Notes From Last Night: Q & A with Dell’s First ‘Start-up in Residence’ Winner.

Start Your Own Venture
January 2015

This is a guest post by Katerina Vlckova.

We arrived at the Escape School last night fully aware of the importance and advantages of seeking investment as a new business.  What we didn’t know, however was exactly how to go about this. How do you attract the right investor at the right time? How do you take your business to the next level through crowdfunding?

Thankfully, Jordan Fantaay, the founder of Fantoo, and James Chalk of Crowdcube, were there to to help answer these questions.

A Bit About Fantoo:

Jordan began the evening by taking us through his entrepreneurial journey. From starting his first hi-fi company at only 18, to founding the intelligent emailing system Fantoo, it was clear that Jordan was knowledgable in crowdfunding.

Jordan took the idea of Fantoo to Ignite2012, Europe’s first million pound accelerator programme, which provided investment in return for equity and a great network of support, mentors and investors. In 2013, the team raised £450,000 through equity crowdfunding on the Crowdcube platform, overreaching their original target of £400,000.

A year later, they pitched their business idea to Michael Dell, the founder of Dell Computers, and won the very first ‘Start-up in Residence’ competition. For the next two years Fantoo will work out of Dell’s UK headquarters, providing them access to Dell’s technology and resources. Jordan explained that this backing by Dell added huge credibility to the company. By this point in the evening, needless to say we were all incredibly impressed.

After Jordan’s presentation, James from Crowdcube joined him on stage for a Q&A session. There were a lot of great questions being asked and a lot of enthusiasm in the room. A common concern shared by the audience was whether or not experience is essential for investment. James explained that in place of experience, passion and preparation will help secure investment.

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Key Points From the Q&A:

1. Add credibility to your start-up by forming partnerships.

  • Start partnerships with already established brands.
  • Build partnerships with as many angel clubs as possible.
  • Network with investors so that they know you by the time you launch crowdfunding.
  • Be aware of organisations that ask you to pay 5-10K. You shouldn’t be paying someone when you’re trying to raise money.

2. Be prepared for the long run.

  • Work ahead your schedule before you get to the crowdfunding platform.
  • Don’t expect to get money ‘next week’. Raising capital could take 4-6 months or longer.
  • Be honest with yourself when you feel your product isn’t ready.
  • Create an engaging short video that clearly explains your idea – keep it to 3 minutes.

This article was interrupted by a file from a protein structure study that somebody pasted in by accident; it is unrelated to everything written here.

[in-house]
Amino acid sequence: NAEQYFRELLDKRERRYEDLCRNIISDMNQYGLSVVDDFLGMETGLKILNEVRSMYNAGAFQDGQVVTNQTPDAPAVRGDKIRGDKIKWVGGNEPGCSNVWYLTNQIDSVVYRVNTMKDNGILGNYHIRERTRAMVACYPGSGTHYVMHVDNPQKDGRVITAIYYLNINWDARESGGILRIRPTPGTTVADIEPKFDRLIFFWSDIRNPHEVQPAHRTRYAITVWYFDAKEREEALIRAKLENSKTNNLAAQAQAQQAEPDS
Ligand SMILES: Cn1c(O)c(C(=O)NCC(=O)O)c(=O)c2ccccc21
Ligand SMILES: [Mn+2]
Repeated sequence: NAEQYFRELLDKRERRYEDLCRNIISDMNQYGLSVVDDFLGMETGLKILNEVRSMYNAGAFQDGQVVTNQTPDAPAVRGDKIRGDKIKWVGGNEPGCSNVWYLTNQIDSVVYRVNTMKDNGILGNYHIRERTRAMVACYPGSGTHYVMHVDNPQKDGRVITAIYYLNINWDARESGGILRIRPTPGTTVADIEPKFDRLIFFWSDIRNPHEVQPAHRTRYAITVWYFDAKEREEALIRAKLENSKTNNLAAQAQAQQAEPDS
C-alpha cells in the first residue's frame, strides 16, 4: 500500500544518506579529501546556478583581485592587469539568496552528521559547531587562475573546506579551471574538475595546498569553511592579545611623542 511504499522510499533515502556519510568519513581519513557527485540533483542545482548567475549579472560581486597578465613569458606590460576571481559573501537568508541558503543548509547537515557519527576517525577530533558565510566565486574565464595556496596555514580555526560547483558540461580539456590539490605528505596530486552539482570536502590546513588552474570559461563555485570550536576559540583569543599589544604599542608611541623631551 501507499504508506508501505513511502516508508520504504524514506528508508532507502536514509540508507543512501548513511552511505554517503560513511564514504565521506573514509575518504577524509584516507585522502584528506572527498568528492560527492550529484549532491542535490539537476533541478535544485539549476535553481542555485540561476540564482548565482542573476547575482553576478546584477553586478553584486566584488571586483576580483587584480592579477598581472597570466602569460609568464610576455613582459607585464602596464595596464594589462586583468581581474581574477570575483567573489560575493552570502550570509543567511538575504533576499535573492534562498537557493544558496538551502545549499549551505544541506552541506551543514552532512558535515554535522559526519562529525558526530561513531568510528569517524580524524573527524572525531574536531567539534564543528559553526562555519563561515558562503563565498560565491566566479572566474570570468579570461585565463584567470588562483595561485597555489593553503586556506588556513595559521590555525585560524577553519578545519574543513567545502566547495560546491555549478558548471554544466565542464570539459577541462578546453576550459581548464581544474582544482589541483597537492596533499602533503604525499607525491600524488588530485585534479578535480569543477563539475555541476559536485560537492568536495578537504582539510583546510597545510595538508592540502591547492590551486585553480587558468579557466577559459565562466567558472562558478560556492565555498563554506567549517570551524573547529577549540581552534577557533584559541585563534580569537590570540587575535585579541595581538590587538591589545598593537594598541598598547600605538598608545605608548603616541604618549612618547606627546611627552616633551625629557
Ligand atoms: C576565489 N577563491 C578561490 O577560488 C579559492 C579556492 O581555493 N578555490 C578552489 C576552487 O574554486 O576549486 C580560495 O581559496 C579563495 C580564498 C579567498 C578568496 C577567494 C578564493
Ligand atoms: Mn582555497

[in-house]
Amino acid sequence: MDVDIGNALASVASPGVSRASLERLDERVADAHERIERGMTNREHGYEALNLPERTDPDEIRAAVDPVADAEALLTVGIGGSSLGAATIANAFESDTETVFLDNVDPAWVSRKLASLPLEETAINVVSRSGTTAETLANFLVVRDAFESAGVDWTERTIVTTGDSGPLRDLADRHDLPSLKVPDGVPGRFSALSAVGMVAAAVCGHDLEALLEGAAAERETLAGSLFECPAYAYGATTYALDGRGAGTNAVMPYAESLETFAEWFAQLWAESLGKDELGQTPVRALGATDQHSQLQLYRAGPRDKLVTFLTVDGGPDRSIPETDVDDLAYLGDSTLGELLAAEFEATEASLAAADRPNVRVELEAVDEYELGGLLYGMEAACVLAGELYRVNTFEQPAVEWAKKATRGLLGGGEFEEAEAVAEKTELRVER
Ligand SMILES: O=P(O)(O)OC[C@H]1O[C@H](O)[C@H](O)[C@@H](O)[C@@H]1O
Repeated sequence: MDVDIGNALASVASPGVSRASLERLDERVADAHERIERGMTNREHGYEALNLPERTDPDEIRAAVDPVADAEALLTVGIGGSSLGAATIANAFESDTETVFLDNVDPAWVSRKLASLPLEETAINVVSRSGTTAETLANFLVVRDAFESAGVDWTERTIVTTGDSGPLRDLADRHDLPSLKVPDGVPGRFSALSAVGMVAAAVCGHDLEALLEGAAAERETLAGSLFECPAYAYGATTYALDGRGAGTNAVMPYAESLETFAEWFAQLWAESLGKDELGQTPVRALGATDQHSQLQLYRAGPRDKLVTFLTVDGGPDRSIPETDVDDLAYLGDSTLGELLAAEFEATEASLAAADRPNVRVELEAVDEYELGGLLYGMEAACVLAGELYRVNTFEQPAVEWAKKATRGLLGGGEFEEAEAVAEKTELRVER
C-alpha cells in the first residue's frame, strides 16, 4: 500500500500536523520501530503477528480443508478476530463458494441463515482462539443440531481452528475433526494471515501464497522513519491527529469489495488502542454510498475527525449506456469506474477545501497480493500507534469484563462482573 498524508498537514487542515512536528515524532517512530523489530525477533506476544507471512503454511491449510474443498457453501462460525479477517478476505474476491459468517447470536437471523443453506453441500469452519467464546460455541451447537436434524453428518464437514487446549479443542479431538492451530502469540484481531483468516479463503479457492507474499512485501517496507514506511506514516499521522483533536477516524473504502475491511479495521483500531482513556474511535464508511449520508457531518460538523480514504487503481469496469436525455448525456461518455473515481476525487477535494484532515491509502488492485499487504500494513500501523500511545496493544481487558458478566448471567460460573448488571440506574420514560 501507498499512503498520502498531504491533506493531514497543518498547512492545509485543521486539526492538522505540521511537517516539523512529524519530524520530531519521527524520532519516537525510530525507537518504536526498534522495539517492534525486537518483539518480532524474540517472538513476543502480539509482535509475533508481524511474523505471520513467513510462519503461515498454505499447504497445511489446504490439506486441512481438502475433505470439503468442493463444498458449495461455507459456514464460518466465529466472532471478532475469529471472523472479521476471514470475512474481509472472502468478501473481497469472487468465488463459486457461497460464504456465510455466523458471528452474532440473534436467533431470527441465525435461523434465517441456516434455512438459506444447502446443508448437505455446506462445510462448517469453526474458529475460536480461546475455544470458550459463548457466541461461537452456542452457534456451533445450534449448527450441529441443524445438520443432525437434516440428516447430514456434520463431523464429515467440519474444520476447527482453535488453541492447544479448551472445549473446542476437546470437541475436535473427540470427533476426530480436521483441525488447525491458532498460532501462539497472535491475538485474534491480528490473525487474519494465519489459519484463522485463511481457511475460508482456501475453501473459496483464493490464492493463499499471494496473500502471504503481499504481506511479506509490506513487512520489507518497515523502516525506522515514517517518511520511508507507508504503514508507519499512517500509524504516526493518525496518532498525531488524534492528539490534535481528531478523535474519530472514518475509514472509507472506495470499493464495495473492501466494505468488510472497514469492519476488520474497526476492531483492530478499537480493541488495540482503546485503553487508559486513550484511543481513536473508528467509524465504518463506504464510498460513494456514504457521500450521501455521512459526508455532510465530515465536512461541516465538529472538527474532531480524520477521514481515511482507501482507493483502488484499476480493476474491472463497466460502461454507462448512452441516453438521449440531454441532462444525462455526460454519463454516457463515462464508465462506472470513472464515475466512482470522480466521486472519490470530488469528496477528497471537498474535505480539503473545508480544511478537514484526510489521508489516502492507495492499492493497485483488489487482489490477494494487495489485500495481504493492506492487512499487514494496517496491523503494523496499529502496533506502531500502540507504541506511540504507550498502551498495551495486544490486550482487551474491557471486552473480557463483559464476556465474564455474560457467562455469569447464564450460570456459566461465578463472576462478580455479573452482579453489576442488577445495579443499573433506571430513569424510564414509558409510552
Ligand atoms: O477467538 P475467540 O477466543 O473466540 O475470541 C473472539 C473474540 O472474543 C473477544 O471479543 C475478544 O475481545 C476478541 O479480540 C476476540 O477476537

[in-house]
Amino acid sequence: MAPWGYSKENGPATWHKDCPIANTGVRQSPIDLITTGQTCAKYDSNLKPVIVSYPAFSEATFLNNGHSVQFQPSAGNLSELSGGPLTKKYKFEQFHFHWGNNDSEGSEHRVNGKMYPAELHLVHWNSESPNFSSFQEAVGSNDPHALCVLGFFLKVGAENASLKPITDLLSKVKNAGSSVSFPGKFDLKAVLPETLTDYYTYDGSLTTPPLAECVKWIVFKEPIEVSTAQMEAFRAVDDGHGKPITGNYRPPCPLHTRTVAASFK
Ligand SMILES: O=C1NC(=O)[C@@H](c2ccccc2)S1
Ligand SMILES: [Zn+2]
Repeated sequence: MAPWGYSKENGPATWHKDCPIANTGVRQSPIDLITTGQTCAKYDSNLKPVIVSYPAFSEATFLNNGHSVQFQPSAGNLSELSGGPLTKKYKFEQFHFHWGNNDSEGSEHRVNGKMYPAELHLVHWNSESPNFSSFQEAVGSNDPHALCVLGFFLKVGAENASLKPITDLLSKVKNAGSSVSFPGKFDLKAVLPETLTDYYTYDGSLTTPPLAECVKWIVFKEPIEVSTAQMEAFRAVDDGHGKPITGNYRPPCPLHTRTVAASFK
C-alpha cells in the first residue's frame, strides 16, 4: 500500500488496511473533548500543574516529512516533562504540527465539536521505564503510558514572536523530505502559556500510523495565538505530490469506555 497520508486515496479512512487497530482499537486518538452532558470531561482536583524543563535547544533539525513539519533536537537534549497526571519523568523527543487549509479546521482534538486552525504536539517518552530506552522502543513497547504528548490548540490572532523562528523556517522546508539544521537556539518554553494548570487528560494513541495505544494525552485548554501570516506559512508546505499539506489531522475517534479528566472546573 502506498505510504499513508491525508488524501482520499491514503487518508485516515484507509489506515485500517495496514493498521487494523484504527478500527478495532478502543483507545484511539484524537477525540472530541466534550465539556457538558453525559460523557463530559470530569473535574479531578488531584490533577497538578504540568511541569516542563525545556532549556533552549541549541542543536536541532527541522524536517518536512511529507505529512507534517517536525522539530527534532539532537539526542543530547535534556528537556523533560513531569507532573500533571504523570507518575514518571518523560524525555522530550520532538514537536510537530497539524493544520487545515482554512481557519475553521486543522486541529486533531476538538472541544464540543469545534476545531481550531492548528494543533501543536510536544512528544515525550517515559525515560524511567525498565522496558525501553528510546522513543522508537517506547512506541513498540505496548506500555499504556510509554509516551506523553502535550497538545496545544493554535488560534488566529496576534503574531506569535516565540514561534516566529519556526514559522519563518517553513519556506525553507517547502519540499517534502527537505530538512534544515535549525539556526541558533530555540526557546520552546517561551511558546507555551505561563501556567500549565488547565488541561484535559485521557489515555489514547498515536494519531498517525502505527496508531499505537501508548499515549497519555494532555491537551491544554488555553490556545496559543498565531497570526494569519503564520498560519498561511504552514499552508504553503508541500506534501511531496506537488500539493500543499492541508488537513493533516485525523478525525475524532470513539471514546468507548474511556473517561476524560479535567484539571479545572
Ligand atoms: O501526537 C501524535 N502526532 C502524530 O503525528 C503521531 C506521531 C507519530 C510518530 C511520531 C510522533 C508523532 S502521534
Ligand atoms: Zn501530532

• Have your detailed material ready to show; this includes a business plan and a financial budget. Be aware that preparing this material may take some time – a month or two.

3. What might investors ask about your business? 

  • Interrogate yourself about the business as if you were to present your idea on Dragon’s Den.
  • You should be always able to explain why you’re doing what you’re doing.
  • Focus on all aspects of the business and not just one area.
  • Make sure you know your product inside-out.
  • Know your target market, your budget, and your team.

4. Get SEIS (Seed Enterprise Investment Scheme) insurance. 

  • SEIS is a package of reliefs introduced in April 2012 as an extension of the EIS designed to help smaller, early stage companies, e.g. investors receive a tax relief as compensation for high risk investments.
  • Make sure you get SEIS before you go onto the platform, as more people will invest when you have SEIS.
  • Plan ahead to ensure you have this in time for the launch.

5. Get seen and written about and think outside the box.

  • Share your campaign in as many ways as you can to build a following. Large investments often encourage others to invest.
  • Contact journalists to publish your campaign. Build a relationship with journalists before sending them a press release.  Published articles can bring tens of thousands worth of investment.
  • Write a blog or journal and update it regularly.
  • Get involved in webinars with help from Crowdcube.
  • Attend conferences and network with people.

 Closing Thoughts:

The room was buzzing for another hour after the talk finished, and it seemed myself and others left feeling much more assured and determined than we did when we arrived. Thank you Jordan and James for an insightful, and informative evening.

For tickets to our next Crowdcube event, visit here.

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